I’m a sucker for watching men do idiotic things with household objects.
At one point in What It’s Like, a new dance-theatre-performance hybrid from the Adelheid company now on at the Theatre Centre, Luke Garwood and Naishi Wang make their hands into fists and then wrap them in transparent duct tape. This is easy enough for the first hand, and the second. But once each man has transformed one extremity into a big, sticky, plastic ball, their task becomes trickier. Wrists and teeth become crucial to get the job done.
All the while, Luke and Naishi – who along with a third dancer named Michael Caldwell, observing impartially at this point, are the performers in this show – talk about whether they are brothers or merely friends. Luke is insistent that brotherhood is linked to biology; Naishi believes they are brothers in the metaphorical sense.
By the time they’ve finished their strange task, the men have not resolved their dispute – but they have successfully turned themselves into Siamese twins, connecting two of their hands with many, many layers of tape. However you want to define their relationship, they are now brothers in arms – or brothers in one arm, at least.
Luke and Naishi being men – having made a close connection, they now feel the need to shake it off. They hit the dance floor with their plastic paws for a movement sequence that is partly a pas de deux, partly like a panicked attempt to get unstuck from one another.
Like much of the assuredly athletic movement in the show choreographed by Adelheid artistic director Heidi Strauss, all this hurling of one another across the room is impressive, while also looking a bit like a couple of boys roughhousing in the basement.
What It’s Like, an amiably ambling hybrid of a show, is about male friendships and all the competition and hidden caring that they entail; intimacy and the fear of intimacy at once. The taped-up duo seemed to me to capture that the best in both form and performance.
There are other bits and pieces of What It’s Like that I liked as well, but the problem with the show, created in residency at the Theatre Centre, is that it rarely feels like more than than a bunch of bits and pieces. A monologue here, an improvised game with audience participants there, followed by a dance sequence that shows up the men’s real skills. Rarely does it live up to the ideals of the truly interdisciplinary.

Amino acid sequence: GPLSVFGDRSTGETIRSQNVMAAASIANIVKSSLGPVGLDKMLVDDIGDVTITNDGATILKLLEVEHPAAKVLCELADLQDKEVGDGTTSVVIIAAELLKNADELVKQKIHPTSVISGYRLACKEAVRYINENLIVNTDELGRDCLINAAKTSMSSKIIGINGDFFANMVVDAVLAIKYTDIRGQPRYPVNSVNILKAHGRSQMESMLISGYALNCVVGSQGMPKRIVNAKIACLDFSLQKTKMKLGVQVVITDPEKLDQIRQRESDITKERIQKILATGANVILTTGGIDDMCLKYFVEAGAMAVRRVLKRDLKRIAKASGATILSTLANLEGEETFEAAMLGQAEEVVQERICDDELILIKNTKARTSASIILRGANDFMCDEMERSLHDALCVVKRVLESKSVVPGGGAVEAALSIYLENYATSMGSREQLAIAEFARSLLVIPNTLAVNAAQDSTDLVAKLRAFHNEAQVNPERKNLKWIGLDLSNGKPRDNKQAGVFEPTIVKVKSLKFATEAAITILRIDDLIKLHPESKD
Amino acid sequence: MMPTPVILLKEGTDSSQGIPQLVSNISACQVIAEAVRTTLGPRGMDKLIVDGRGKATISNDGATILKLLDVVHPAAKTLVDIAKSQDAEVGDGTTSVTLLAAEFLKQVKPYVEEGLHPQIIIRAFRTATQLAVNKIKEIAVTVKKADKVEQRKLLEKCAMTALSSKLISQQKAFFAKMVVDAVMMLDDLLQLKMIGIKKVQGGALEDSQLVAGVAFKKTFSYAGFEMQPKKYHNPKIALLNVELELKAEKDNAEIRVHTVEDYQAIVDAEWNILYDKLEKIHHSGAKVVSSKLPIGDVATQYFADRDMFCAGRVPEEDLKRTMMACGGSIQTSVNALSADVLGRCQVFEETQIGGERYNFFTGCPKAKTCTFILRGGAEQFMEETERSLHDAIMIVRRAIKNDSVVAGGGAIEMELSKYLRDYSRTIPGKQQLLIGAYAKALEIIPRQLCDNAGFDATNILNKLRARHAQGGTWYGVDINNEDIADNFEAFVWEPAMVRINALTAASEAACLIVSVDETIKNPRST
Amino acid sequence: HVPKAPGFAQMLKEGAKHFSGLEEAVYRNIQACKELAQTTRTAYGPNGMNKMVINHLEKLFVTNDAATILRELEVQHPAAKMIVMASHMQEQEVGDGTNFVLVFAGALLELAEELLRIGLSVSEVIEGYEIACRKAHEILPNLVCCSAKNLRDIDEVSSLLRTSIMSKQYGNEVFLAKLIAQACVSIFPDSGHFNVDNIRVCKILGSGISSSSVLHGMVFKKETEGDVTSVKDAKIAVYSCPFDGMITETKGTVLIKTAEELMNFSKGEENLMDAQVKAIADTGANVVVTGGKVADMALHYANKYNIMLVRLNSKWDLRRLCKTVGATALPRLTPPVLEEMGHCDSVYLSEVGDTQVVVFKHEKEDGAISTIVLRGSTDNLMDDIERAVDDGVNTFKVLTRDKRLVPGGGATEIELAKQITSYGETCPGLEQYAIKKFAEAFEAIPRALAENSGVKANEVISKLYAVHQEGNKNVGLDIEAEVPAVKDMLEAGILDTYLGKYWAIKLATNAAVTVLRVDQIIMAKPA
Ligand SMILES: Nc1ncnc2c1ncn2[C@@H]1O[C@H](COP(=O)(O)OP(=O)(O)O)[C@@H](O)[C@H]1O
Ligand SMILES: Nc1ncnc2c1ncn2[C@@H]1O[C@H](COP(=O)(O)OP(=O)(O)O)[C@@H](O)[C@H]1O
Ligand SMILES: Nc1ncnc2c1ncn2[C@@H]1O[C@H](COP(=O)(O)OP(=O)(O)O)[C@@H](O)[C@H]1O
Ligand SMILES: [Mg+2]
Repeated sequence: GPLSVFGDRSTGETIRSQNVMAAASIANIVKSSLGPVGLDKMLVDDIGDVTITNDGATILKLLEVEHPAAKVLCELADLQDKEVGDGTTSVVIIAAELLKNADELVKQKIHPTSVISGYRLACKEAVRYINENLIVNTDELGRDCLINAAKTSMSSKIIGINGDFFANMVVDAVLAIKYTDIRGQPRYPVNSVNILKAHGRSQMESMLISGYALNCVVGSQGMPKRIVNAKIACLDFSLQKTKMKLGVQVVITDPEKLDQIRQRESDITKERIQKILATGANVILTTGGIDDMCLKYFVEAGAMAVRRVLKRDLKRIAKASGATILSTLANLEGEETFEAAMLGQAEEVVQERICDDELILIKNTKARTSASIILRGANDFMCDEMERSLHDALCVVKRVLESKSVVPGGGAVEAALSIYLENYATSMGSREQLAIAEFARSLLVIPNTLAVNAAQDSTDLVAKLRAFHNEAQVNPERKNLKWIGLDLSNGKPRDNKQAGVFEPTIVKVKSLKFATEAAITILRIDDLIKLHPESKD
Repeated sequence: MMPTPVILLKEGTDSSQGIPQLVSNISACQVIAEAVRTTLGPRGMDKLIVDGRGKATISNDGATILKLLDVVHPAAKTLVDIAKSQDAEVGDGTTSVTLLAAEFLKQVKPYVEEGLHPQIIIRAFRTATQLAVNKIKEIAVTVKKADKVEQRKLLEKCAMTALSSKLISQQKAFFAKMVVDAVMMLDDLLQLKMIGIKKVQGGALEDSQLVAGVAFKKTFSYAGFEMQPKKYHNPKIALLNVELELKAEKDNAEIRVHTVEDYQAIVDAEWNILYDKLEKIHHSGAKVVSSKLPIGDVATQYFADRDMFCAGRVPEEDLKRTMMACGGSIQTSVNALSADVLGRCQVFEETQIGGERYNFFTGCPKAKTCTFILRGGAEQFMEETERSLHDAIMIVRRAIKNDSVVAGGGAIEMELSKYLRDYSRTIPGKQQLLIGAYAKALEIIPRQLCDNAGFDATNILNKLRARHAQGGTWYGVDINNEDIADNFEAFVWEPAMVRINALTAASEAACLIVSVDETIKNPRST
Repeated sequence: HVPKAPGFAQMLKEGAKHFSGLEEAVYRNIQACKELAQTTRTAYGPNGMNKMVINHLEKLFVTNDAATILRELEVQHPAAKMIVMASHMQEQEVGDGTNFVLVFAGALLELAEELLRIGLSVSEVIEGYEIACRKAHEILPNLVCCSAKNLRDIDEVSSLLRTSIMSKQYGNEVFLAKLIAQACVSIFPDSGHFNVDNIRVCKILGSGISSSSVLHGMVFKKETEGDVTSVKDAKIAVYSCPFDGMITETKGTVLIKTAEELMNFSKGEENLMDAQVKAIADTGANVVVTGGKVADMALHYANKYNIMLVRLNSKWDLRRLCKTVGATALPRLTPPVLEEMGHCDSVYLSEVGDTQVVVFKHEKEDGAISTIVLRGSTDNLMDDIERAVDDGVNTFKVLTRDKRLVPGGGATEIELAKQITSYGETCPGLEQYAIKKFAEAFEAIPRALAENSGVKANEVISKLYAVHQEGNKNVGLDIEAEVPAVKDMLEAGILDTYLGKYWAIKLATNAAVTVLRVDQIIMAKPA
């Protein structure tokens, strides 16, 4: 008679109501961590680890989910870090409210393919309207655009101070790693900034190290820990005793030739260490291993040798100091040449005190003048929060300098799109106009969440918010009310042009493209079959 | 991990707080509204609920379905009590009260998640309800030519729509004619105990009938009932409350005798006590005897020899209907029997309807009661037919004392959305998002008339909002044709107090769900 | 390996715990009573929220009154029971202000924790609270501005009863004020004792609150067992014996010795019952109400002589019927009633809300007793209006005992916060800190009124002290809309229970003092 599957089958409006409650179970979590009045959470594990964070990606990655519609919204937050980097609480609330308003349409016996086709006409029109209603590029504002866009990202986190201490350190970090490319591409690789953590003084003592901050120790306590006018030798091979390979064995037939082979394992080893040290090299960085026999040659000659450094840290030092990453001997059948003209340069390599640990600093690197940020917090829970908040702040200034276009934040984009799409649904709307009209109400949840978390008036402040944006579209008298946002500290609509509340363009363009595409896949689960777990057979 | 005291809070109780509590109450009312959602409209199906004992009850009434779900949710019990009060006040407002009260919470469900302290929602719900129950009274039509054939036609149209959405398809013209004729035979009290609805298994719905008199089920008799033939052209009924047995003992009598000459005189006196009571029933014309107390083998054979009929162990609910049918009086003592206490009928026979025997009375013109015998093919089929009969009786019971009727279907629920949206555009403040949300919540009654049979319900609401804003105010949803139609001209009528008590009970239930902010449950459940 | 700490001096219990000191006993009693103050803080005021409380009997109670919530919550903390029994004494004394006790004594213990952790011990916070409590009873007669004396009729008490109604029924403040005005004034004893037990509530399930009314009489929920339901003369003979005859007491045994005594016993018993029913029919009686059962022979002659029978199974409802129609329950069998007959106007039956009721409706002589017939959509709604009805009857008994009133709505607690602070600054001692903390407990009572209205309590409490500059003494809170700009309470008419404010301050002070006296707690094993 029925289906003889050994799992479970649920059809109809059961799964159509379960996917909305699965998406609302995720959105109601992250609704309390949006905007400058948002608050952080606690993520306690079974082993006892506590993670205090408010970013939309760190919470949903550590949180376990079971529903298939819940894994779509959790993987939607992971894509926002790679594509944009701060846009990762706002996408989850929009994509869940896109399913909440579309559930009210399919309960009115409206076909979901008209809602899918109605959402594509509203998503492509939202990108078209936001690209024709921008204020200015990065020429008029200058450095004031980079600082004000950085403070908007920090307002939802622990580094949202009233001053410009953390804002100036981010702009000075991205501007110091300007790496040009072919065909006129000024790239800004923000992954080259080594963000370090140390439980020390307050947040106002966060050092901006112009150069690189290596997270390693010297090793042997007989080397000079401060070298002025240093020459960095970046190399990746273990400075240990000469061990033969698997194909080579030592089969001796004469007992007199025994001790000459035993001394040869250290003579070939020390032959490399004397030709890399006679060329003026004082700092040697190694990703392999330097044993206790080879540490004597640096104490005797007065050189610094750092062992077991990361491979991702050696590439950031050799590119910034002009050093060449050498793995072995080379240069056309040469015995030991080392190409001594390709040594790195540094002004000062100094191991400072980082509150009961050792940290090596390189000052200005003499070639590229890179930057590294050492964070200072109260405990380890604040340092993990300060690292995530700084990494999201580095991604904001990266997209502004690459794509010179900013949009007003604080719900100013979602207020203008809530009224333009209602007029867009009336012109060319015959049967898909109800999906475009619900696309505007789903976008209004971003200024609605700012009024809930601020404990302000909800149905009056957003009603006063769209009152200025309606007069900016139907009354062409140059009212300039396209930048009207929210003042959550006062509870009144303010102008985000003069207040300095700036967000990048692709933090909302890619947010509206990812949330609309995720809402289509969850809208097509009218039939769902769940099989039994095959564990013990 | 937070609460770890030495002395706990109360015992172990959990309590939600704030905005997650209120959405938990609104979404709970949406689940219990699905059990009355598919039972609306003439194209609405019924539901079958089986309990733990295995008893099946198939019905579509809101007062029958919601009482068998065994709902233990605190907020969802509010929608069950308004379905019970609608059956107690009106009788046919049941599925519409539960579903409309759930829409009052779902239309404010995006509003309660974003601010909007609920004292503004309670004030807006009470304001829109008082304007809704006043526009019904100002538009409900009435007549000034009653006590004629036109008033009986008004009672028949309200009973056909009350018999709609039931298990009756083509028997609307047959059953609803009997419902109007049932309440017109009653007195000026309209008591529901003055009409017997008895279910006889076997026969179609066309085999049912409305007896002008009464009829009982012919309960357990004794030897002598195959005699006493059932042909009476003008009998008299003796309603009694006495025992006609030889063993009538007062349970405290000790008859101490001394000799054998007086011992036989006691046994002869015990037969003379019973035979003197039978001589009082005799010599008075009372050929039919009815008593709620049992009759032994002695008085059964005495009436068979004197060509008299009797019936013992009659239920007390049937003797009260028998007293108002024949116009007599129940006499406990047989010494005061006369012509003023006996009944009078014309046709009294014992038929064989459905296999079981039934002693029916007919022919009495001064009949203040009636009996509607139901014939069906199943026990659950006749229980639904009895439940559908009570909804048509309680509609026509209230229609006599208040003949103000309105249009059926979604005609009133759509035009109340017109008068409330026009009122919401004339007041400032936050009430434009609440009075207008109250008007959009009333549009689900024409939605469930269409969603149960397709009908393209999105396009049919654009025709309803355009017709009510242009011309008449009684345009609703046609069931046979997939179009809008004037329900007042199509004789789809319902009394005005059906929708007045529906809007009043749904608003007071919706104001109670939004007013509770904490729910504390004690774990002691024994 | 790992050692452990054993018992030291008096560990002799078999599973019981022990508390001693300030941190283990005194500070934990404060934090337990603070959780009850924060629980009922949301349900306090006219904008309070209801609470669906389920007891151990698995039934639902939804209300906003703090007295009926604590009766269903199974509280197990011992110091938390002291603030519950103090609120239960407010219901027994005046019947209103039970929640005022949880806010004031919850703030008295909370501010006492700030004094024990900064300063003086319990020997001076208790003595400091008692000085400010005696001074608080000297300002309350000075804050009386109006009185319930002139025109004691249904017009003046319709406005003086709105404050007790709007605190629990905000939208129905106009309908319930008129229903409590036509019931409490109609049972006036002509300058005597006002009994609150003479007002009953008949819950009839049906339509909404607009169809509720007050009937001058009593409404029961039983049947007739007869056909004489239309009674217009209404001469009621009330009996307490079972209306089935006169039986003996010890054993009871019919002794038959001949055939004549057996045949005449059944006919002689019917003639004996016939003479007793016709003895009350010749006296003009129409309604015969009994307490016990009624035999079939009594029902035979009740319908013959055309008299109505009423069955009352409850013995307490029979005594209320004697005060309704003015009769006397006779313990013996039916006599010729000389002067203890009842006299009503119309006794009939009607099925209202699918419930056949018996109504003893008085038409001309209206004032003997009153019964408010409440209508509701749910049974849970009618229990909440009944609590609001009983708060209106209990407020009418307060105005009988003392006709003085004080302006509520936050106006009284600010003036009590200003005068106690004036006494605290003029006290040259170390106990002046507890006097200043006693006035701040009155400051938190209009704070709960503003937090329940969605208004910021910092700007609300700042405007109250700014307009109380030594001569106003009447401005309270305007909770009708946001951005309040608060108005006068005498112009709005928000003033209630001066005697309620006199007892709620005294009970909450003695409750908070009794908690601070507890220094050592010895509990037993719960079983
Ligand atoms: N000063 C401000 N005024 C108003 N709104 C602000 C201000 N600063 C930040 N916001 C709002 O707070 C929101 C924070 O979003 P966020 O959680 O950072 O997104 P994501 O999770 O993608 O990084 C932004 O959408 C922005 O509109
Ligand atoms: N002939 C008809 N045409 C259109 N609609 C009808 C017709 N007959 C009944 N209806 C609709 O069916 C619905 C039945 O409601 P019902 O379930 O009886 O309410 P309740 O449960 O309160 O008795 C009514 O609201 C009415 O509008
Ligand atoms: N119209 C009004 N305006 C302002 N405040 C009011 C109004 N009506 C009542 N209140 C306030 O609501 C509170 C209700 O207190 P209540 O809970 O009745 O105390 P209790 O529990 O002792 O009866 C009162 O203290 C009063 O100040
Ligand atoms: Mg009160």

At first, What It’s Like – which is staged in a series of curtained-off chambers created by Julie Fox in the Theatre Centre’s main hall – brings to mind Marcus Youssef and James Long’s much-admired performance about (male) competition, Winners and Losers.
Indeed, lying under a fluorescent light fixture lowered to just a foot above the floor, Luke, Michael and Naishi – they call each other by their first names, so I will too – talk about whether they are winners or losers as they arm-wrestle, see who can hold their breath the longest, or try to guess the name of the person who flushed a toilet within hearing range right at the start of the show.
The dialogue here seems to be off-the-cuff banter, which is itself a male, competitive form of conversation. Who can be the cleverest, the funniest, the most charming.
In this, for me, the Chinese-born performer Naishi Wang won the evening – charismatic, chill and confident as he improvised in accented English. The dancers are all performing versions of themselves – and that’s hard to do for even the best actor. But speaking in your second language is already a performance, so Wang seems the most natural all evening long.
By contrast, you definitely can tell the moments where Luke and Michael go from making stuff up to stuff they’ve memorized. You can almost hear the switch clicking in them.
There’s a similar click every time What It’s Like moves from one segment (taking turns asking each others questions from a stepladder) to the next (a moody movement piece in their underwear under Jeremy Mimnagh’s barcode-scanner projections).
My favourite dude dance number involved the three men moving around under, over and between a series of red laser beams. It reminded me of Mission: Impossible – and there was something tense, naturally dramatic, about watching them try to avoid the lasers.
It had the stakes that was missing from the rest of the evening. I definitely had the urge to bring in a dramaturge, the itch to get someone in to help Strauss and the men figure out exactly what they’re saying with this piece beyond simply showing us boys being boys.
What It’s Like continues to Oct. 2 (theatrecentre.org).Report Typo/Error